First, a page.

End of a retail era: Stratford Square Mall to close next month

Stratford Square Mall, a suburban shopping hub in its prime and now a shell of its former self, will shut its doors next month.

The zombie mall has been declining for years. Fed up with the status quo, the village of Bloomingdale began independently buying vacant anchor stores around Stratford Square. Earlier this year, the village purchased the last piece — the core of the mall — in an $8.75 million deal.

With the mall under village ownership and the property consolidation complete, officials are helping the few remaining tenants relocate to new spaces. After more than 40 years in business, the mall is set to close to the public at 6 p.m. Sunday, April 21.

For some residents, the mall’s demise was sad but inevitable.

In a sign of the times, another suburban mall, Spring Hill, straddling West Dundee and Carpentersville, closed for good last Friday. Once Stratford Square is vacant, Bloomingdale officials will move forward with the demolition of the mall, making way for a major new mixed-use development.

“This is a project that will have a long-lasting effect on our community,” Village Administrator Pietro Scalera said. “Being a Bloomingdale resident myself, I'm sad to see the mall go, but at the same time, I'm looking forward to the new opportunities that the new development will bring to our community.”

Stratford Square opened in the mall-rat era with a Montgomery Ward and other long-gone department stores. It filled the shopping void between Woodfield Mall to the north and the higher-end Oak Brook shopping center. Stratford Square at one point had six anchor stores, a movie theater, a dancing water fountain and greenery. Skylights allowed sunlight into the hulking mall.

Bloomingdale’s Stratford Square Mall lost a JCPenney store in 2014. Then Macy's and Carson Pirie Scott closed. Sears shut down in 2019. Daily Herald file photo, 2014

But while other regional malls sought reinvention and a new look, Stratford Square faded into obsolescence.

“It's just the condition of the mall,” Scalera said. “It just makes it impossible or not economically feasible to save the mall, and unfortunately shopping habits have changed, and interior malls need to adapt.”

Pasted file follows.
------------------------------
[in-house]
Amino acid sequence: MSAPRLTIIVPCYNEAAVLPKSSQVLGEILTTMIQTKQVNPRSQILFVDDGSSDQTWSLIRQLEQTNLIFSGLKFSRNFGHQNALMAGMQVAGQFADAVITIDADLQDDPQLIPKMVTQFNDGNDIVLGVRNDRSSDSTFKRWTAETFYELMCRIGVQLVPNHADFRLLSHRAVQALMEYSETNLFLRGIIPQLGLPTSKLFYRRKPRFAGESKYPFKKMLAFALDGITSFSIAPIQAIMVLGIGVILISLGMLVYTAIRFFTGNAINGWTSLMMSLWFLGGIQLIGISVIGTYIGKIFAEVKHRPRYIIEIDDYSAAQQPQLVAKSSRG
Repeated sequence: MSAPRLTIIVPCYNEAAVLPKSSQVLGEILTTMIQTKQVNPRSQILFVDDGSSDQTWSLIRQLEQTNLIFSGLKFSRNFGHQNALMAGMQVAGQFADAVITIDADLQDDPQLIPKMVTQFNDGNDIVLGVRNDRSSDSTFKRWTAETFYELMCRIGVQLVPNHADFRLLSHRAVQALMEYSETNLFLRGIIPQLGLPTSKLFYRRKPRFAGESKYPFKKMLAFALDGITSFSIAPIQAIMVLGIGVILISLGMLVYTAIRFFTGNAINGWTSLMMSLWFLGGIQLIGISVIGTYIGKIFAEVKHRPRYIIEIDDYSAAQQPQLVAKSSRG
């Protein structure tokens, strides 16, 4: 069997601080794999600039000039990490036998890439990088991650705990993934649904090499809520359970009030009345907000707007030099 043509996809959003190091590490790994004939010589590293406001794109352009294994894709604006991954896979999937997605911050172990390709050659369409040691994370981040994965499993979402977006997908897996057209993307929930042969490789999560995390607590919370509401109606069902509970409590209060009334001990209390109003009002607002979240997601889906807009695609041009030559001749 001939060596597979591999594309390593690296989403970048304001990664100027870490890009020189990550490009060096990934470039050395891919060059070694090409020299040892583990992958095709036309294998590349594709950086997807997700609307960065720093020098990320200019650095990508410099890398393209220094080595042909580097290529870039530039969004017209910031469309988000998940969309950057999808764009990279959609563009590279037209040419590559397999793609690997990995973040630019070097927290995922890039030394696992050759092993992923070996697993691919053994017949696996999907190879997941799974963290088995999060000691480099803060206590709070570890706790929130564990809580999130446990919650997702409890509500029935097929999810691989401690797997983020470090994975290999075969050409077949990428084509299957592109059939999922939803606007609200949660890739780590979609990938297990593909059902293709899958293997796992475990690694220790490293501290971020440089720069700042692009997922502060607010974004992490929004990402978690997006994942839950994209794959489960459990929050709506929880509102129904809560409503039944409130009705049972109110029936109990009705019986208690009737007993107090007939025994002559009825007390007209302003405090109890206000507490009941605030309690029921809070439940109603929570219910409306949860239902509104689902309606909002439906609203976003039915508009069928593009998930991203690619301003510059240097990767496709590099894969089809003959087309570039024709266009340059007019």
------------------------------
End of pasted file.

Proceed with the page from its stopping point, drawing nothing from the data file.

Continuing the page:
Bloomingdale leaders initially tried to work on a joint venture with Namdar Realty Group, a New York-based commercial real estate firm that acquired the interior portion of the mall in October 2019.

But those negotiations faltered, and Bloomingdale moved to acquire the former Carson's, Burlington and Sears properties along with the strip of land along Springfield Drive.

In January, Namdar and Mason Asset Management announced they had “agreed to sell the property to allow for its demolition and enable the village to advance its vision for redevelopment.”

Bloomingdale officials say they aim to revitalize the area with a blend of restaurants, entertainment venues, retail, housing options and public, pedestrian-friendly green space. The village is currently working with a large land architect to develop a plan that will incorporate community feedback.

“We are trying to do a heavy concentration on restaurant, entertainment, retail-type uses for the area,” Scalera said. “And it will probably include limited residential development because the goal is to try and make this a hub or center for the community, that we would be able to provide spaces that they can enjoy … in all four seasons.”

Most of the mall’s remaining tenants have found new homes. An Indian clothing shop and a computer repair store are moving over to Bloomingdale Court. Others have relocated to neighboring towns.

The village also has worked to keep Kohl’s, the last anchor store, as part of the new development. A facade improvement is expected to “freshen that building up,” Scalera said.

Village officials, Scalera said, have tried for a number of years to bring new retailers to the mall, but they kept getting the same response: “That it's just not a place they want to be.”

“So unfortunately, the only course of action is to … clean the slate and start fresh for that area and for Bloomingdale itself,” Scalera said.

Officials will be seeking bids from demolition contractors and hope the area will be cleared by the end of the year.

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